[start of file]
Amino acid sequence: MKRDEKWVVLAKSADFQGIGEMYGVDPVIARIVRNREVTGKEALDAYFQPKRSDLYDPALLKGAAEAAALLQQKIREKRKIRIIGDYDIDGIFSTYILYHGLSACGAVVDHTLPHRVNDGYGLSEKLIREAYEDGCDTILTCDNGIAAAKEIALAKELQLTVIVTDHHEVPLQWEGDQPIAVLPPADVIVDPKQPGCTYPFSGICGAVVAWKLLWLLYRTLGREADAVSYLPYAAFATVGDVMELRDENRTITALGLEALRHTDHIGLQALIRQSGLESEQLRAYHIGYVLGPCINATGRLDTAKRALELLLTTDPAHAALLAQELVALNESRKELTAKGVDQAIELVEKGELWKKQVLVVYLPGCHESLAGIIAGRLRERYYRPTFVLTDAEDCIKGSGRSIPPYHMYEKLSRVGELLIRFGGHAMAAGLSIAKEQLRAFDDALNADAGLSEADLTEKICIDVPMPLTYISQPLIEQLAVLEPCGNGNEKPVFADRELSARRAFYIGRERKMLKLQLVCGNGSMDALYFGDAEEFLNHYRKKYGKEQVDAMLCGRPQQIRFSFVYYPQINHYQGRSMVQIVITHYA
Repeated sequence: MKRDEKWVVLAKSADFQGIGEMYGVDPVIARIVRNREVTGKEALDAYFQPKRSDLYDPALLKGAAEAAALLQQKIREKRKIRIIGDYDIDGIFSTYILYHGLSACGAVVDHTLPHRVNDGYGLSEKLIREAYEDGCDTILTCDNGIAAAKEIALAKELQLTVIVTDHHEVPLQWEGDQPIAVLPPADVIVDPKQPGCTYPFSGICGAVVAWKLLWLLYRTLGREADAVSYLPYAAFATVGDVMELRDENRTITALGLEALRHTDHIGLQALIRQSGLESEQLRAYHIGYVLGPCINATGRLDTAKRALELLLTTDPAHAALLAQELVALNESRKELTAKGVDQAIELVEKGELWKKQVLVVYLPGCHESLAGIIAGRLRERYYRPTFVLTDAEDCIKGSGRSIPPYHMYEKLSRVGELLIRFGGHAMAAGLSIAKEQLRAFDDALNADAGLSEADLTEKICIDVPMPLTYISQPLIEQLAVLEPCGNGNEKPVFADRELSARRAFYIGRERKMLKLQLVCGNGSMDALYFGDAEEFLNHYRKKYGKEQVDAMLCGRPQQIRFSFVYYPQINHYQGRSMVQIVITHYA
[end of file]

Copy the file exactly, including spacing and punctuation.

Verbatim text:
Amino acid sequence: MKRDEKWVVLAKSADFQGIGEMYGVDPVIARIVRNREVTGKEALDAYFQPKRSDLYDPALLKGAAEAAALLQQKIREKRKIRIIGDYDIDGIFSTYILYHGLSACGAVVDHTLPHRVNDGYGLSEKLIREAYEDGCDTILTCDNGIAAAKEIALAKELQLTVIVTDHHEVPLQWEGDQPIAVLPPADVIVDPKQPGCTYPFSGICGAVVAWKLLWLLYRTLGREADAVSYLPYAAFATVGDVMELRDENRTITALGLEALRHTDHIGLQALIRQSGLESEQLRAYHIGYVLGPCINATGRLDTAKRALELLLTTDPAHAALLAQELVALNESRKELTAKGVDQAIELVEKGELWKKQVLVVYLPGCHESLAGIIAGRLRERYYRPTFVLTDAEDCIKGSGRSIPPYHMYEKLSRVGELLIRFGGHAMAAGLSIAKEQLRAFDDALNADAGLSEADLTEKICIDVPMPLTYISQPLIEQLAVLEPCGNGNEKPVFADRELSARRAFYIGRERKMLKLQLVCGNGSMDALYFGDAEEFLNHYRKKYGKEQVDAMLCGRPQQIRFSFVYYPQINHYQGRSMVQIVITHYA
Repeated sequence: MKRDEKWVVLAKSADFQGIGEMYGVDPVIARIVRNREVTGKEALDAYFQPKRSDLYDPALLKGAAEAAALLQQKIREKRKIRIIGDYDIDGIFSTYILYHGLSACGAVVDHTLPHRVNDGYGLSEKLIREAYEDGCDTILTCDNGIAAAKEIALAKELQLTVIVTDHHEVPLQWEGDQPIAVLPPADVIVDPKQPGCTYPFSGICGAVVAWKLLWLLYRTLGREADAVSYLPYAAFATVGDVMELRDENRTITALGLEALRHTDHIGLQALIRQSGLESEQLRAYHIGYVLGPCINATGRLDTAKRALELLLTTDPAHAALLAQELVALNESRKELTAKGVDQAIELVEKGELWKKQVLVVYLPGCHESLAGIIAGRLRERYYRPTFVLTDAEDCIKGSGRSIPPYHMYEKLSRVGELLIRFGGHAMAAGLSIAKEQLRAFDDALNADAGLSEADLTEKICIDVPMPLTYISQPLIEQLAVLEPCGNGNEKPVFADRELSARRAFYIGRERKMLKLQLVCGNGSMDALYFGDAEEFLNHYRKKYGKEQVDAMLCGRPQQIRFSFVYYPQINHYQGRSMVQIVITHYA